Nail your MBA Interview: Research, Preparation, Practice and Poise |

Nail your MBA Interview: Research, Preparation, Practice and Poise

By QS Contributor

Updated August 27, 2014 Updated August 27, 2014


Whether you are planning for an MBA interview, a job interview or an internship interview, preparation is key. In doing some research on recruiting, I began to think more about my interview process and the best way I could compete with so many talented applicants. In hindsight, I probably could have prepared more for my MBA program interview...but recruiting is just around the corner and so I can start now for a leg up with that!

After scouring the internet, I came to the conclusion that MBA interview preparation boils down to four key things:

  • Research
  • Preparation
  • Practice
  • Poise

To have a great interview - you need to be good at all four of these things.

1. Research

In this day and age of the internet, you are guaranteed to have a leak. An MBA program’s interview questions are recounted on sites like, where applicants can post their interview recaps to help others. While I was applying to business schools, I definitely made use of this resource.

Even if you are applying to a new job or internship, many company’s interview questions or interview styles are documented on the internet. It just takes some Googling and you have already done 10% more work than your competition.

Aside from knowing what kind of questions you are being asked, research on the actual institution or company is incredibly helpful. I think it is important to get a good understanding of where they stand with respect to their competition, whether they have been in the news lately as well as basics like location, history and other well known facts. Being well-researched shows how much you care about the program or job.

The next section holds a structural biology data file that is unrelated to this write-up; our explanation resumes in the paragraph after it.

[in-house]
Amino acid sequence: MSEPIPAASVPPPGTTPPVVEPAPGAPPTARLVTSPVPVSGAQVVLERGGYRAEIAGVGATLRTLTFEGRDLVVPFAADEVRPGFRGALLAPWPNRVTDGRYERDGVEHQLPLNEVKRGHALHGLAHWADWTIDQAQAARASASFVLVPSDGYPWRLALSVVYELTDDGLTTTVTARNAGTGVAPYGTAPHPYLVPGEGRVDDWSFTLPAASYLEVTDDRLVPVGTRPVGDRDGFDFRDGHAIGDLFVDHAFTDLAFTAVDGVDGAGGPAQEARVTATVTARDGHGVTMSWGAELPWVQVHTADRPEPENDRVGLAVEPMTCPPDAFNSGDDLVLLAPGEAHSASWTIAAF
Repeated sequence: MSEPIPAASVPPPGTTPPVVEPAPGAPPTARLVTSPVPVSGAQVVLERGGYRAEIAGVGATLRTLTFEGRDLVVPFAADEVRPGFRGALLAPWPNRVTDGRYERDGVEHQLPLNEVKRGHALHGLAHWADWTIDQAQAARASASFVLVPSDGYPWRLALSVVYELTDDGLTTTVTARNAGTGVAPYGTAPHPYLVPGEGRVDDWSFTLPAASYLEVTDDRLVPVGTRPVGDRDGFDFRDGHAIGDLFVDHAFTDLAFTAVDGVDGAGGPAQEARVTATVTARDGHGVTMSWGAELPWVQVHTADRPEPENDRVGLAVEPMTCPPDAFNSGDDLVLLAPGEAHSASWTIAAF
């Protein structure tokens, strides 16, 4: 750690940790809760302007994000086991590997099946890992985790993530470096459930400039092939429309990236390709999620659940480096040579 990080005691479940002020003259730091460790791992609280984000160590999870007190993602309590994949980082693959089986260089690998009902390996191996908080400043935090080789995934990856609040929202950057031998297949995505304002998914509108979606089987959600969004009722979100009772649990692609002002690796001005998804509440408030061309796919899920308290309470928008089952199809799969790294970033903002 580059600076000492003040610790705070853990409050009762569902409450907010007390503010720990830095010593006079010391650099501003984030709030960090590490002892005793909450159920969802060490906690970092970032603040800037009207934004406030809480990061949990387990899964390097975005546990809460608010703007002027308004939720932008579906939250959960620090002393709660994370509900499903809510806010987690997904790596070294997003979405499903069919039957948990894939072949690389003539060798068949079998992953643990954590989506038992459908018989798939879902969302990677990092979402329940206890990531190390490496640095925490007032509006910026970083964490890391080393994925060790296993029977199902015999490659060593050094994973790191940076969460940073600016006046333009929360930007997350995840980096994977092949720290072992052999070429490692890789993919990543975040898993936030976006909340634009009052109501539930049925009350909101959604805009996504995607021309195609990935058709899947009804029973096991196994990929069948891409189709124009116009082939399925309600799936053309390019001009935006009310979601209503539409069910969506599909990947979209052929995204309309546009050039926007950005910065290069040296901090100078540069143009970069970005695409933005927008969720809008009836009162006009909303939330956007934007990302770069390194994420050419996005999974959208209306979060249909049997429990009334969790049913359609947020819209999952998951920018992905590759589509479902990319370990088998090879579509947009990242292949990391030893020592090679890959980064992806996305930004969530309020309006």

2. Interview Preparation

Recently, I was reading a blog that had 108 tips about interview preparation for new MBA students and I came across a gem. The author mentioned that he makes a story tracker that plots his most used interview stories against the most commonly asked recruitment interview questions.

This would have been incredibly helpful during the MBA interview process where the most common questions touch on themes like leadership, analysis, teamwork and overcoming adversity. It is also helpful to make sure you have enough stories to cover all potential questions; so you don’t run out of stories!

3. Practice

After making sure you have all the information about the job or MBA program you need to succeed in an interview, you also need to make sure that you can deliver it effectively. This is where interview practice comes into play.

Leading up to my MBA interview, I ‘interviewed’ myself everywhere. On my drive to work, I would turn the radio off and ask myself common interview questions and answer them. If I stumbled on my answer, I would answer it again until I got it right. I have a one-hour commute, so this was a really great use of my time.

Another great form of interview practice is to interview yourself while looking in the mirror. Often we see ourselves differently in our minds-eye than how we actually appear to others. Practicing in a mirror helps us to see what others are seeing.

I recently heard of another way to practice your interview skills. Online services are now available featuring on-demand mock interviews that record your answers via your webcam. Some are pay-for-use and other services have a free demo.

The one that I have heard about is

Finally, you can practice with a friend or a professional, such as a consultant. Live feedback from an outside person is invaluable. However, it is important to weigh the quality of feedback vs. the price to make sure it makes sense for you.

4. Poise

Poise during an interview is what I struggle with the most. I tend to get pretty nervous and psych myself out a lot. This has a negative effect on all my other preparation.

Some things that have helped me regain my poise are remembering to breathe, doing some exercise beforehand, feeling comfortable and confident in my dress and getting to the interview 10-15 minutes earlier than the scheduled time.

Also, I have found that positive mental images help me to become less nervous. Things like imagining a positive outcome to the interview can really be a boost for your confidence level. Practicing this could lead to your being more confident on the outside and exhibiting more poise - which will help you nail your interview.

MBAGirlJourney is a young east coast professional who blogs about her mission to land a seat in a top-10 MBA program and to finance her higher education responsibly.  She was recently admitted to a top-tier program and now offers affordable resume and essay editing services to help other applicants.  To see more posts from MBAGirlJourney, visit

This article was originally published in April 2014 . It was last updated in August 2014

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